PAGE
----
Funding for S'pore's tech start-ups hold steady in first half of 2020 despite Covid-19: PwC report

SINGAPORE – Funding for tech start-ups has been encouraging for the first half of 2020 despite the coronavirus pandemic, according to a report by professional services firm PwC.

Ride-hailing company Grab and logistics firm NinjaVan were among the best performers as start-ups raised a total of about $3.3 billion during this period, over half of the $6.5 billion of funding garnered for the whole of 2019.

The two companies are the poster boys for the urban solutions and sustainability sector, which continues to attract the most attention from investors.

The report, released on Wednesday (Sept 30), said the sector drew $1.89 billion in funding in the first half of 2020, underpinned by Grab’s $1.2 billion raised from Toyota Motor Corporation in February and NinjaVan’s near $400 million from investors such as Facebook co-founder Eduardo Saverin’s B Capital.

PwC Singapore’s Venture Hub leader Patrick Yeo said: “The Covid-19 crisis has disrupted fund raising in Singapore’s start-up ecosystem, but we will continue to see investments coming in this year and ahead. We believe there are significant opportunities in Singapore with high-growth innovative companies for investors to consider.”

The report noted that Singapore saw a slide in tech start-up funding in 2019, with investors turning more cautious and focusing more on business fundamentals and cash generation instead of measures of growth potential like the total value of goods sold. In comparison, start-ups raised more than $10 billion in 2018.

Investors were also seen to be turning more demanding at the start of 2020, looking for cheaper valuations and deals of smaller quanta. This led to fewer deals and fewer large deals being struck, PwC said.

Professor Wong Poh Kam of the National University of Singapore Business School pointed out that while the funding figures look to be on a par with 2019, the impact of Covid-19 on deals may not have been as apparent in the first half of 2020 as the deal-making process spans several months and may have begun before the virus struck.

“The effect will be more obvious in the second half of the year, and there will probably be a slowdown in at least the number of deals,” he said, adding that the pandemic would have affected how venture capital (VC) firms carry out their due diligence before making their investments.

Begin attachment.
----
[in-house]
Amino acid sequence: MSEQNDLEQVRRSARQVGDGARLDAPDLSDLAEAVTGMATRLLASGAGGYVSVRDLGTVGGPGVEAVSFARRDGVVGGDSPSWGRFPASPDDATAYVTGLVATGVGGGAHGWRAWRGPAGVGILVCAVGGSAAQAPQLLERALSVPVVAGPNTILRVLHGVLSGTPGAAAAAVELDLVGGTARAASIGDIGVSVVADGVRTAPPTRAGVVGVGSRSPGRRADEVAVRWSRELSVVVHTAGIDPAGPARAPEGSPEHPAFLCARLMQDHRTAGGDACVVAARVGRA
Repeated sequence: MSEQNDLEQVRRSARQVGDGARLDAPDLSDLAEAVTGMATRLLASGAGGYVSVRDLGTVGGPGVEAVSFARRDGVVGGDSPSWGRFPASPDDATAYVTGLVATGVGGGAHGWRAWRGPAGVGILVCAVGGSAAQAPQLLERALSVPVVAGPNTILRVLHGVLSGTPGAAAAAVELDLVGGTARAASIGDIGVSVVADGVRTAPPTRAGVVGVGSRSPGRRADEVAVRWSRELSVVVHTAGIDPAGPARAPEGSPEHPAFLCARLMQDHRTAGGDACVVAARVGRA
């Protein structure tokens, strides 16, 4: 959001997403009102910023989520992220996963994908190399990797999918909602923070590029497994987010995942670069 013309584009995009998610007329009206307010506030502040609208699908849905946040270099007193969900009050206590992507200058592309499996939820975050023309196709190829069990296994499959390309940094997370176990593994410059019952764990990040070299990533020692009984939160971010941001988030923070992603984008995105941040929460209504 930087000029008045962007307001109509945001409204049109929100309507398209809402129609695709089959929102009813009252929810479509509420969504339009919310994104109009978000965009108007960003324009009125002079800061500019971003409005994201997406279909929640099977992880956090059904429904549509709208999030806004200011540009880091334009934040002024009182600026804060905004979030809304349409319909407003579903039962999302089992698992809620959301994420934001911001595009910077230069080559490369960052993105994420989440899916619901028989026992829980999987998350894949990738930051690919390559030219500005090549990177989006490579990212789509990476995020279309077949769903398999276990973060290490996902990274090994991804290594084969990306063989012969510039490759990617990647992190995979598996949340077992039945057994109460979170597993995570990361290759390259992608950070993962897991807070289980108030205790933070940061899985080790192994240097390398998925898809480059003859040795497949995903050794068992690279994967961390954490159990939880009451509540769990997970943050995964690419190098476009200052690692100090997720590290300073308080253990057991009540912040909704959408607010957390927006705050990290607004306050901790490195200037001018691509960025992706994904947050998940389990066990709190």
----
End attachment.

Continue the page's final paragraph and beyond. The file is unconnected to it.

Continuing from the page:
But VCs have ready capital on hand and there could be an increase in the size of funding, even if the number of deals fall, Prof Wong noted.

OPPORTUNITIES IN GROWTH SECTORS PwC’s report said that health and biotech start-ups have garnered greater attention from investors, particularly given the Covid-19 pandemic. These firms raised $342 million between January and June, which exceeded the $230 million injected for the whole of 2019.

Fintech also continues to be a stronghold in the Republic’s start-up ecosystem, with some $400 million invested in start-ups in this domain in the first half of 2020. For example, peer-to-peer lending platform Funding Societies drew some $56 million from the likes of Sequoia Capital and Softbank in April.

The segment raised $686 million in 2019, up from $520 million the previous year.

Meanwhile, the urban solutions and sustainability segment looks to continue its run as an investors’ darling.

Mr Hau Koh Foo, director of the Singapore Management University’s Institute of Innovation and Entrepreneurship, said that strong public-private partnerships, positive consumer sentiment and burgeoning opportunities would drive this.

“In terms of renewable energies, innovations in biomass, bioenergy and solar also have massive growth potential, as Asia is projected to account for 64 per cent of global increase in renewable energy capacities by 2040,” he noted.

PwC’s Mr Yeo said the pandemic has placed new demands on start-ups and investors.

“It’s now important for investors to lay greater emphasis on the fundamentals and resilience of the start-ups’ business models. On the flip side, outstanding start-ups should be able to clearly show how they have emerged much stronger and more relevant in the new post-Covid-19 world,” he said.

A spokesman for the Action Community for Entrepreneurship noted that investors are more cautious about deploying their funds into start-ups during this pandemic period where recovery is uncertain and not guaranteed.

“Start-ups should ensure that they can survive without equity financing and instead source from the best capital – customers who buy their services and products. Investors will continue to back companies that have market demand,” he said.

The report also highlighted that there has been a rapid increase in Series A funding – the first round of venture capital funding for a start-up which follows the seed funding stage – and subsequent Series B and C rounds in recent years, demonstrating how Singapore’s start-up ecosystem is maturing.

In the first half of 2020, $586 million of Series A funding was raised, close to 70 per cent of that closed in Series A rounds in 2019. Similar growth was seen for subsequent funding rounds between 2017 and 2019, PwC noted.

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